Florida Warrant Search: How to Easily Find Warrant Records in Florida
September 1, 2022
As per Florida Statutes, law enforcement officers such as the sheriff are permitted to carry out arrests, searches, or seizures of a property at any time, subject to certain conditions being met.
But this may not necessarily be achieved unless they employ the use of warrants, thus granting them the legal authority to execute their duties.
These warrants may be issued against a person whose case is still under investigation by the courts. In other cases, the warrant may be executed as part of the first steps preceding a criminal investigation against a person or their property.
In any case, you'll have no other option but to allow the law enforcement officers to have their way if they come up to you with a warrant bearing an order to make arrests or search you or your property.
Here, we'll discuss a list of the places where you can find warrants. This is so that you can respond adequately to any charges that are levied against you before the police come in.
A warrant provides the legal framework that empowers law enforcement officers to carry out arrests, searches, and seizures among others, without being liable for claims by the affected persons. In essence, the persons affected by the warrants would be unable to resist arrest or a search of their property if the warrants call for it.
They would also be mostly unable to charge the officers with a violation of their constitutional rights. This is largely because the warrants are issued by judges or magistrates who give law enforcement officers the protection and the power needed to carry out their duties.
And while at it, the judges or magistrate must obtain an affidavit from the officers stating that they'll respect the subject's fourth amendment rights.
However, the request of the warrants is only assented to by the judge or magistrate after they've been reasonably convinced that there's sufficient reason to do so.
This is subject to the law enforcement officers proving that the subject of the warrant is key to a crime that has been, or is likely to be committed. These warrants—arrest, search, child support, complaint, bench, and tax warrants, among others, can be obtained from the following places:
At The Courthouses
Florida's extant statutes endow its judges and magistrate with the sole authority to issue warrants in the state. Therefore, it is only logical that the courts provide an avenue for finding these warrants. The court's clerk is the go-to for matters of court records by virtue of them being the authorized court records custodian.
They should help you run a case search at their print or electronic record database using your name, birth date, or case number. You should find any outstanding warrants issued by the presiding judicial officer and can make arrangements to challenge the warrant as soon as possible.
Florida Department of Law Enforcement (FDLE)
The Florida Department of Law Enforcement (FDLE) provides an online resource on its official website that people can use to find warrants. It does this through its FCIC database, regularly updated to account for persons of interest to the state's criminal justice system.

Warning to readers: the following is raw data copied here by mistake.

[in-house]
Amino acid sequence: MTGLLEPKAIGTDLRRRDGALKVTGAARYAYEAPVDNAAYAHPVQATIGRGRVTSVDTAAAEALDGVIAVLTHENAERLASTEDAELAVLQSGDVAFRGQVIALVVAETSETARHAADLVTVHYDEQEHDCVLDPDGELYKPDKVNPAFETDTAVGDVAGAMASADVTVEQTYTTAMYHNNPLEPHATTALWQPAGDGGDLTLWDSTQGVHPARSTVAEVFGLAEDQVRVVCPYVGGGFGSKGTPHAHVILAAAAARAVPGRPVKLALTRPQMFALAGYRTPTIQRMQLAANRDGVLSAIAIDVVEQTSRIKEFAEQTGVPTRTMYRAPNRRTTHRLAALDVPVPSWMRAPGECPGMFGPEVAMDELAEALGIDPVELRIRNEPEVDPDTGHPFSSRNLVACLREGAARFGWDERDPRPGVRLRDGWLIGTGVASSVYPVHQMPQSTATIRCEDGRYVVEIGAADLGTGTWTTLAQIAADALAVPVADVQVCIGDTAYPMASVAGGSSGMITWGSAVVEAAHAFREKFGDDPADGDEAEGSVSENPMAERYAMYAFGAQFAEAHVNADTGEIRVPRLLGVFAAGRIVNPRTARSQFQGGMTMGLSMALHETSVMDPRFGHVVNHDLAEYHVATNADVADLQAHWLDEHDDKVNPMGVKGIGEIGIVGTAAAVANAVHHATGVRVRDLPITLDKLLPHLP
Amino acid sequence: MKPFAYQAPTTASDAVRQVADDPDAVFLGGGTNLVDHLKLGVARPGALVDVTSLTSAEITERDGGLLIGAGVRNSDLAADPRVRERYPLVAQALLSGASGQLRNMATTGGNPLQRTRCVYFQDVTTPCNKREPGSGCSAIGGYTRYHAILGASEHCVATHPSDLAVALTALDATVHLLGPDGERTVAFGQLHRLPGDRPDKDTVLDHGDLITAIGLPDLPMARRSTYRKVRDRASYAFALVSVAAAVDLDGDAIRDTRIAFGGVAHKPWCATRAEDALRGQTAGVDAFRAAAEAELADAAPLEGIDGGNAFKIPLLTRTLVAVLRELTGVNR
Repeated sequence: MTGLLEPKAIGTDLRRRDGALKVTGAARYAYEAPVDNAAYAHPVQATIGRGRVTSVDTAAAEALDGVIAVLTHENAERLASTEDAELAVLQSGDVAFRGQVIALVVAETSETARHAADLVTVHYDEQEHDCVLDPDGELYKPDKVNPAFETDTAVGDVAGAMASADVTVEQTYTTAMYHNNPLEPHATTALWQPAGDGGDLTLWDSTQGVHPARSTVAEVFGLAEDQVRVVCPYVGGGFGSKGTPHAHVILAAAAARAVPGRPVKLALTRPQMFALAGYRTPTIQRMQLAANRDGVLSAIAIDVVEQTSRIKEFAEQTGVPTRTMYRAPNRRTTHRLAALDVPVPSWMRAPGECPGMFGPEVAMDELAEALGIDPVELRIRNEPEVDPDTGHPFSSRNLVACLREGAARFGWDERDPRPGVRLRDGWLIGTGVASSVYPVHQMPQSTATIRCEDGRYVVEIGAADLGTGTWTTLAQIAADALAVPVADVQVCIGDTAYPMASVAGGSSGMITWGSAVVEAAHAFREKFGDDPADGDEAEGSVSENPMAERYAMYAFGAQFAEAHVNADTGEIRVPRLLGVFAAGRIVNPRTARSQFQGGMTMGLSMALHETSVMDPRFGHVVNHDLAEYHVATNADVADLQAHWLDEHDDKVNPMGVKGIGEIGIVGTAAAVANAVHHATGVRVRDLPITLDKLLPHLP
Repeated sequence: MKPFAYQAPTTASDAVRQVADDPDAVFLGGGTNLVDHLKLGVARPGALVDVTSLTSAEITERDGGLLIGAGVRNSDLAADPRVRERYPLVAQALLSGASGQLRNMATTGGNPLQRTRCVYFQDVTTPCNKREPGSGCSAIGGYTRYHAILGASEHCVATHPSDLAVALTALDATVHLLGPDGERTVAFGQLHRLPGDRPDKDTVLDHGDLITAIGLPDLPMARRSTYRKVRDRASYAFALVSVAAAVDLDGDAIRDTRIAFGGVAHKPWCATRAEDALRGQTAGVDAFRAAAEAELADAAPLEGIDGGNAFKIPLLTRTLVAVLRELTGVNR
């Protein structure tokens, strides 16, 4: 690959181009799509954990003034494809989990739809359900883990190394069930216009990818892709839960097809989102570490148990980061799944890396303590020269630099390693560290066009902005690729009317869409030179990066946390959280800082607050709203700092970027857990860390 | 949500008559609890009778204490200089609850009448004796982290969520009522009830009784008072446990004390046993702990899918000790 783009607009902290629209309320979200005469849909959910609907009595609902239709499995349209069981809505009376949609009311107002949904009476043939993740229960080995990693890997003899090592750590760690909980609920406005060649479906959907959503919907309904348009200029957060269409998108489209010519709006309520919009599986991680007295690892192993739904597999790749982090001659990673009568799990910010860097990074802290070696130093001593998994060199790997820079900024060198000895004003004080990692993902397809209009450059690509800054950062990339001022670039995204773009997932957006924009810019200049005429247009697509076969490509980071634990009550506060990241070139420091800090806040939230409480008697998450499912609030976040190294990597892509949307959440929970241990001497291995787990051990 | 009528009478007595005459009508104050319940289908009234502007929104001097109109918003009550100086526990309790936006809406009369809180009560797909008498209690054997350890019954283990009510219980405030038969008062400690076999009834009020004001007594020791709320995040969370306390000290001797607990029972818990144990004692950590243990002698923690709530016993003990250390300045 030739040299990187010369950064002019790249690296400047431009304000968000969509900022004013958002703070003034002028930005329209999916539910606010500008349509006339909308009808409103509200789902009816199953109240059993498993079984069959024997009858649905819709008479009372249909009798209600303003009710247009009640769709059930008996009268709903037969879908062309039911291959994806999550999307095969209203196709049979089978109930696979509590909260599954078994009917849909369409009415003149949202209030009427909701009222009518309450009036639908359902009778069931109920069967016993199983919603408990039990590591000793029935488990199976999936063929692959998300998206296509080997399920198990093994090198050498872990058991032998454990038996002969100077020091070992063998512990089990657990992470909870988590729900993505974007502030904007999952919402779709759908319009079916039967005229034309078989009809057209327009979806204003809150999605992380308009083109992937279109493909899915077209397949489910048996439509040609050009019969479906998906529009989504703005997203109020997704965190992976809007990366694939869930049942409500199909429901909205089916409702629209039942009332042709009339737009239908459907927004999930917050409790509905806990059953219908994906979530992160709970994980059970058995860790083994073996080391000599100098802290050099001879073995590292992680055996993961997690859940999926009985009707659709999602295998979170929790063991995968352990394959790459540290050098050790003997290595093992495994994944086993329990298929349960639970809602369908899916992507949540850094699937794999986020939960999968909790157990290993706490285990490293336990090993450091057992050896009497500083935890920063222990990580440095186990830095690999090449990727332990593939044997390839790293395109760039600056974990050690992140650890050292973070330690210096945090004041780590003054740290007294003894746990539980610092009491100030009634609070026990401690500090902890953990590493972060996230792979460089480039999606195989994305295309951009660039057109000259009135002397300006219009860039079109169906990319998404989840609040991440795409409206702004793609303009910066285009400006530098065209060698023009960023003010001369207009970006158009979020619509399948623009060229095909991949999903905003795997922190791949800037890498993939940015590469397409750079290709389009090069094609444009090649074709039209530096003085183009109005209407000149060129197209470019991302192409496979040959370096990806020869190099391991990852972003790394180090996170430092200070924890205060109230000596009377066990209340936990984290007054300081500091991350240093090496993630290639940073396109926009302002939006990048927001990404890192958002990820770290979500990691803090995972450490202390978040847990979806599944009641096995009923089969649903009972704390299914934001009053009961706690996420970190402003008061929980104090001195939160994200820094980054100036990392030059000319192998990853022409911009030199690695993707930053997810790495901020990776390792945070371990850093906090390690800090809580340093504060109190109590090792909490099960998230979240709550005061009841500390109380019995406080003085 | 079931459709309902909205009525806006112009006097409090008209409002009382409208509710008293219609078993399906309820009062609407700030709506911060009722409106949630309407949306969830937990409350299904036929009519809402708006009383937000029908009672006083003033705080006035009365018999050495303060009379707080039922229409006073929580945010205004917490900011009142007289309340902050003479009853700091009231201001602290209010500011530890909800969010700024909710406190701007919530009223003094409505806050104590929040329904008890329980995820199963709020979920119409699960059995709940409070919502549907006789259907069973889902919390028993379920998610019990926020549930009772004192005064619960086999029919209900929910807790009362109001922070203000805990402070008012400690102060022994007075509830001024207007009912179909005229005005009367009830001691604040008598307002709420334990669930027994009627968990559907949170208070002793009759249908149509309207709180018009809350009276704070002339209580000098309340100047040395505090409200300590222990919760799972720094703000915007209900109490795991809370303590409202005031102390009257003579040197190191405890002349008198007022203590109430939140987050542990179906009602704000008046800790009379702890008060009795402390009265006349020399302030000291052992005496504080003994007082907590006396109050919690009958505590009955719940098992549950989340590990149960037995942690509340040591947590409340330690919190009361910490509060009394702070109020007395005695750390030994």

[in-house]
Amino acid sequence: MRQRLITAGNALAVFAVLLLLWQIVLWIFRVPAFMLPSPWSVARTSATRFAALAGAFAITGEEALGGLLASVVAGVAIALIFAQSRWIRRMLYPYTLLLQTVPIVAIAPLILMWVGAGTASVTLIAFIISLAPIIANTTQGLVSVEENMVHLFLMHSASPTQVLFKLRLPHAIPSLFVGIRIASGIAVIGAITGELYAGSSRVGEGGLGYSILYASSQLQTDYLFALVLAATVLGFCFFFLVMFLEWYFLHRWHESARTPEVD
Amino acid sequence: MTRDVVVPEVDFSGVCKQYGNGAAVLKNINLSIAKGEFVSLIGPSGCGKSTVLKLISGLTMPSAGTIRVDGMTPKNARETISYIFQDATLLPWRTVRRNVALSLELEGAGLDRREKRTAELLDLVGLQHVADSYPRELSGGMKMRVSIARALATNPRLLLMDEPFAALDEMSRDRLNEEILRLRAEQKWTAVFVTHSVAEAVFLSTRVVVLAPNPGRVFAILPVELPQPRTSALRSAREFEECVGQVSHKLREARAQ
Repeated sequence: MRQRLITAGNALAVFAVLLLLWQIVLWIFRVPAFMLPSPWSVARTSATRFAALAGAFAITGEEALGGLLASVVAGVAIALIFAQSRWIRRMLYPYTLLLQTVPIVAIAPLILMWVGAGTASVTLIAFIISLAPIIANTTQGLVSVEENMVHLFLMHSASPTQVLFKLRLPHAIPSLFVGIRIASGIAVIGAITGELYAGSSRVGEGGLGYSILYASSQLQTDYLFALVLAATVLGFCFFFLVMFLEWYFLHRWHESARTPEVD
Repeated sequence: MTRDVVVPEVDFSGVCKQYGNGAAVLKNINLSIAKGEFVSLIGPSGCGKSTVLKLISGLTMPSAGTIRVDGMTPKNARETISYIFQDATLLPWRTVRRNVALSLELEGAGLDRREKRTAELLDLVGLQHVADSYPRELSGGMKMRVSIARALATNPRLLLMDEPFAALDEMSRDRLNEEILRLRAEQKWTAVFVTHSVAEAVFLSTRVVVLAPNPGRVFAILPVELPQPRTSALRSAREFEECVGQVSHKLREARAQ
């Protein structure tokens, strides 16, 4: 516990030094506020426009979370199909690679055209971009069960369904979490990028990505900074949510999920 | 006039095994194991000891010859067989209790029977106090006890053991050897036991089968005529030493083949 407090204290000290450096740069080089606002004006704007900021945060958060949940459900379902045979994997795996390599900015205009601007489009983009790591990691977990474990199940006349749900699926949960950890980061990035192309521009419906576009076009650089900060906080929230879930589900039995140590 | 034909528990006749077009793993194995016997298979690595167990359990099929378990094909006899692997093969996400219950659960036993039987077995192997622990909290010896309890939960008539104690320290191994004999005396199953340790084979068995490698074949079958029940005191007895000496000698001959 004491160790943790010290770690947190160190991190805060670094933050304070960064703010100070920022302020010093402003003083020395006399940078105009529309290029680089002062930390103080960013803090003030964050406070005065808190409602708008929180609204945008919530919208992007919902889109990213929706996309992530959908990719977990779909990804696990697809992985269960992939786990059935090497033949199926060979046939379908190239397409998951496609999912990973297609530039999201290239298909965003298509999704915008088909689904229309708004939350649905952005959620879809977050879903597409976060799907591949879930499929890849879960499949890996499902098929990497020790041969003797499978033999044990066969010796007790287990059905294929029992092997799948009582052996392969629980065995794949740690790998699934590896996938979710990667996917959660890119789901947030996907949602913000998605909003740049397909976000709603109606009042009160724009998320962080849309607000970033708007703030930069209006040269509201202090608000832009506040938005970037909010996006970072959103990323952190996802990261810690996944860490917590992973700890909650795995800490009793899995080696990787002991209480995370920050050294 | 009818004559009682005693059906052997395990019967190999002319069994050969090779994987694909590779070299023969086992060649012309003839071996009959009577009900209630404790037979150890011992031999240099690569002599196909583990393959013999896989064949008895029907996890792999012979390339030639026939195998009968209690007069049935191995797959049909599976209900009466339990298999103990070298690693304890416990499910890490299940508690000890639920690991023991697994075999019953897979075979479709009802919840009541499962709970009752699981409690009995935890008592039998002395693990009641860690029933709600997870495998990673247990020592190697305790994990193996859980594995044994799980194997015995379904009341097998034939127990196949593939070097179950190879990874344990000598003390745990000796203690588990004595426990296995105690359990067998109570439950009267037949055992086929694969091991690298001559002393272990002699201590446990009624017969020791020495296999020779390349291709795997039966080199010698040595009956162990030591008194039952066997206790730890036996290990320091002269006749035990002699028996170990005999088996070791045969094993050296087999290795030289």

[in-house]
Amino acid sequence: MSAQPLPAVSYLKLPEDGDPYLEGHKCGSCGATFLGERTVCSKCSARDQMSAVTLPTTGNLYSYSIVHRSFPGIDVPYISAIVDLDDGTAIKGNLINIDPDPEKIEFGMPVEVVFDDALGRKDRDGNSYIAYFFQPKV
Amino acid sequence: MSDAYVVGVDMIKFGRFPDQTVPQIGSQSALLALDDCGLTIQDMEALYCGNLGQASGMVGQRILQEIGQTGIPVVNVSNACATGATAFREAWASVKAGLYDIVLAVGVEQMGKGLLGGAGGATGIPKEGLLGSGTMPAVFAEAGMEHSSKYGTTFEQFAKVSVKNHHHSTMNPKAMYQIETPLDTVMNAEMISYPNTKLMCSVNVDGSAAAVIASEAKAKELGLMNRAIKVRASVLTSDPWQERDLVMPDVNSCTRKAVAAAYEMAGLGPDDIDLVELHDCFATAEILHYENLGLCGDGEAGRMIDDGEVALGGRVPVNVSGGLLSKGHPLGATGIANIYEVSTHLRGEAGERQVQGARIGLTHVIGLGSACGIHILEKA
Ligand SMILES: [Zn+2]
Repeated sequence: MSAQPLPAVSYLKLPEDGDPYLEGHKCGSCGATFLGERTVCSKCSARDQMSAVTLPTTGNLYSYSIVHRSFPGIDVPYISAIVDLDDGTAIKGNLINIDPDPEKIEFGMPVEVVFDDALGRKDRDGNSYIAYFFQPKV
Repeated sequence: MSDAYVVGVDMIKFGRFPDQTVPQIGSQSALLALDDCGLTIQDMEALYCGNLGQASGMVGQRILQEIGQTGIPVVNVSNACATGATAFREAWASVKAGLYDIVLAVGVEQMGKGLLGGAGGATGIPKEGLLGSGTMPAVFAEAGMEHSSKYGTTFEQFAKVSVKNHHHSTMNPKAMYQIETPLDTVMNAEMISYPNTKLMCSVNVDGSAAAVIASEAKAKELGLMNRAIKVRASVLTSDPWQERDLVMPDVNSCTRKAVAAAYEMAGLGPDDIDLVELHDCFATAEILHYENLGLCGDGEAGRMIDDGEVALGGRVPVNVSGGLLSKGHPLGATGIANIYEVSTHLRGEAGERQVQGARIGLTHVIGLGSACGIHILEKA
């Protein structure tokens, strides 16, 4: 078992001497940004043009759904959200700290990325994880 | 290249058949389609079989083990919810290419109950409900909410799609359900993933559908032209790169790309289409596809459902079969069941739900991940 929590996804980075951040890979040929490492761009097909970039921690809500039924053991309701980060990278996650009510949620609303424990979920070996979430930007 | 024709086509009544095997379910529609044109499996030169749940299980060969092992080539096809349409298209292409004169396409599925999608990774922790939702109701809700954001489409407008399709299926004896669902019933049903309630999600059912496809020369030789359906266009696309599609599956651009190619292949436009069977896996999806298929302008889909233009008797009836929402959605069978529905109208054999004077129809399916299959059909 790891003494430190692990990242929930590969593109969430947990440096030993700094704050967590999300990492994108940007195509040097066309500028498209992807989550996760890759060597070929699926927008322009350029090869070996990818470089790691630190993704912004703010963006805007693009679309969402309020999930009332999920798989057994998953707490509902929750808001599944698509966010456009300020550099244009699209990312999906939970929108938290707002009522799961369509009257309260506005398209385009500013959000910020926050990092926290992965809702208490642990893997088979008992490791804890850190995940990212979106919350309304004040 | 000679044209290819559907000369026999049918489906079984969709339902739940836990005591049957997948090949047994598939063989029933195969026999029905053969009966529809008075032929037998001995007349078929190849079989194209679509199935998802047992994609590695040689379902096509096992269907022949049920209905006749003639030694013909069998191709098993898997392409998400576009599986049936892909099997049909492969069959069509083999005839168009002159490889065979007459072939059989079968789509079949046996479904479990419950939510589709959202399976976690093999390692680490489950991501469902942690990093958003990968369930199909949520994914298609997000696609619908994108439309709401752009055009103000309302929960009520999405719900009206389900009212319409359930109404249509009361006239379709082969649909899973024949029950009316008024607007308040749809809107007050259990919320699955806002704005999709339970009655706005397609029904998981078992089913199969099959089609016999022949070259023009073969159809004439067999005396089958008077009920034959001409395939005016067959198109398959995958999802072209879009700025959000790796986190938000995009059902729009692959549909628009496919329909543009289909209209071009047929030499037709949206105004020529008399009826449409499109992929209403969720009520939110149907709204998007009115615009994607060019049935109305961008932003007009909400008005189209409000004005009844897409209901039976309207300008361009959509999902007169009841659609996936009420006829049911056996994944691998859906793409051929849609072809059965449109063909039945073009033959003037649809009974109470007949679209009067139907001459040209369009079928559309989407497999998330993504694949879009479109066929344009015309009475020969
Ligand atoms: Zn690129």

There, you can find a wanted persons search portal devoted to persons against whom arrest warrants are issued. You can check out the criminal profile of such persons and find warrants by running a search against their first and last names, date of birth, and gender.
Law enforcement at higher levels includes the DEA, FBI, US Marshall, and any other body that is empowered to make arrests, and search a person or property while discharging their duties. All the aforementioned agencies have a wanted persons search or roster feature on their websites. The names featured there have warrants placed for their arrest, denoting their fugitive status.
At The Sheriff's Office And The Florida Police Department
In Florida, the Sheriff's Office and the Police Department are the primary law enforcement agencies charged with carrying out arrests, searches, and other activities, as specified in warrants. They make copies of these warrants obtained from the courts and include them in databases that are incorporated into their official websites.
Most counties in Florida have pages devoted to publishing a list of people in custody and others to be brought into custody. This last category of persons often has warrants issued against them, especially if they've evaded arrests or a court summons in the past. You can find such persons and their warrants by using their name or ID in a search at the warrant search or warrant roster feature on the websites of these law enforcement agencies.
Searching Third-Party Websites
This last option arguably provides the shortest route to finding warrants issued and executed in Florida, or anywhere else. These third-party websites have access to tons of public records collected from several government agencies.
In turn, they make these records available to the general public through the provision of search portals. You can search for warrants at these websites by providing the name of the subject and state/county/city where you suspect the warrant to have been issued.
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